Melissa Kruger serves as the director of women’s initiatives for the Gospel Coalition.  Before she took up this post she worked at her local church doing Women’s Ministry for ten tears.  She noticed a lot of women who were desperate for advice and insight from older women but the older women did not know how to develop this.  They would end up going out for coffee and chatting but it did not necessarily lead them towards spiritual growth.  She has published a new book ‘Growing Together – taking mentoring beyond small talk and prayer requests’.  During an interview over Zoom she explained why she wanted to write the book:

“It is good to have relationships and friendships with people in all stages of life but spiritual mentoring is something a little bit different.  It is only for a set season where you say ‘I really want someone to ask me questions about important spiritual disciplines’.

 Spiritual growth is just as basic as physical health.  If you ask anyone, ‘how do I stay in shape?’ the answer is ‘exercise and eat right’ that’s what every physical plan basically comes down to and it is just the same for spiritual growth.  It is not difficult but it is really hard to do on our own, we need one another.

The book is not necessarily about mentoring, it is a book to do together.  Each chapter walks through important parts of our relationship with God, our relationship with the world and our relationship with the Church.  We talk about topics like prayer, evangelism, temptation, contentment, suffering and trials etc. In all these different things it allows the mentor and the mentee to have a spring board for those discussions to take place. It leads your conversation naturally into the things of God.  We want those real conversations but sometimes we have a hard time getting there.  So I was hoping to provide a pathway for women to have those real and deep conversations that was my goal in writing it.”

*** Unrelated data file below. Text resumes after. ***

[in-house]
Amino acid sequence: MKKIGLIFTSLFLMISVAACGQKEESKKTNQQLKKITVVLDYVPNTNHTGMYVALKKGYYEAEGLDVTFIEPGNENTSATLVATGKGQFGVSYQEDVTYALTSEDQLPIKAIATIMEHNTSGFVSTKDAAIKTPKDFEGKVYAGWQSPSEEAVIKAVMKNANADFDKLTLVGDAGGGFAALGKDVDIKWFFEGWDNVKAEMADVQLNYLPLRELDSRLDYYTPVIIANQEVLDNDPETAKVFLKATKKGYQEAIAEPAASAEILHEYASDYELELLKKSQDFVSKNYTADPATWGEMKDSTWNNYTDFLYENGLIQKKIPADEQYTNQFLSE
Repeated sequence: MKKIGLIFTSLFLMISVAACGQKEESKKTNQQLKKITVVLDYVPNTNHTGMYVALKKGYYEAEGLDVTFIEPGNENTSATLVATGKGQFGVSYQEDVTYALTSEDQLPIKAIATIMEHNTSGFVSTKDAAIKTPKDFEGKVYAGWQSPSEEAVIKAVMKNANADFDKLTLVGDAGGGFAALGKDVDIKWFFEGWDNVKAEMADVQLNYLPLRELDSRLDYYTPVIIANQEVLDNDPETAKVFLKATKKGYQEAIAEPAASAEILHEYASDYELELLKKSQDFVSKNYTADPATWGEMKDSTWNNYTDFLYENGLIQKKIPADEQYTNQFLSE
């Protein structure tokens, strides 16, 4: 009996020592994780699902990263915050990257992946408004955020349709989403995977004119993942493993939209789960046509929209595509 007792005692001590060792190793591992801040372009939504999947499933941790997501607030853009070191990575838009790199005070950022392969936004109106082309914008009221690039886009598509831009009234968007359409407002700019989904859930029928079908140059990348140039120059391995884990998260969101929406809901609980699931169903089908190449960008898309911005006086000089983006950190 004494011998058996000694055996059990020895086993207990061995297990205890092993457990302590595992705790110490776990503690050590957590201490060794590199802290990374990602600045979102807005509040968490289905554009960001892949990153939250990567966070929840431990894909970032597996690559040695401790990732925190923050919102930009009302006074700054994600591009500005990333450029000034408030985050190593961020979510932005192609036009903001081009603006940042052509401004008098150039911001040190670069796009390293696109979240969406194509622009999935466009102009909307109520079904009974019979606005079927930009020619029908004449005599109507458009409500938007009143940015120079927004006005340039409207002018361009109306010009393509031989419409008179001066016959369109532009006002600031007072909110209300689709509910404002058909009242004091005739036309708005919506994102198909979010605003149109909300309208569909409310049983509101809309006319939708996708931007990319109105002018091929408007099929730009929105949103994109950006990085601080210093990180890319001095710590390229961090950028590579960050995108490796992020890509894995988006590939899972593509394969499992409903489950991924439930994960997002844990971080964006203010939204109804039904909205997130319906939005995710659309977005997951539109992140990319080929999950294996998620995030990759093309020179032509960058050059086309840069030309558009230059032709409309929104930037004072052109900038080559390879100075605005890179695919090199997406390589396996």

Melissa also gave some advice on how to go about starting a mentoring relationship:

“It is healthy to make sure you say at the beginning ‘hey, let’s meet once a month for a year or maybe we’ll meet once a week for twelve weeks or maybe we’ll meet every other week for this amount of time.’  Sometimes you might say ‘let’s read this book together’.  It is really helpful to set the date and time so that you are not both trying to scramble and the relationship devolves into ‘oh yeah, we should get together some time’. 

Both people should have an expectation – you’ll do the work, you’re the mentee and you have to do the work, it is not just the older woman coming in and pouring into you.  As you bring your questions and discuss ‘what do you really think about this?’ then a really good mentoring relationship can happen.”

Melissa has some examples of mentoring relationships on her website and she noted a common theme:

“One of the common themes is that local ministry matters.  Sometimes we can think we will be mentored by articles on this website or by reading this person’s book and these can be wonderful stand-ins but this is not a long term solution.  We need real people in our real life who can come alongside us.  It is always just the faithful women in the local church who are just living their life and what they do is they embody how to live gospel centred lives.  We need that, we need to see what kindness means, we need to see what love means and we need to see what patience means.  We see it best when it is lived in front of us.  It is easy to be perfect in an article but we need to see real women who aren’t perfect, who are just trying to walk with the Lord in the midst of a fallen world.   So I’m a bit proponent of local mentoring ministry.”

The full interview with Melissa Kruger is available on the Baptist Women Youtube Channel: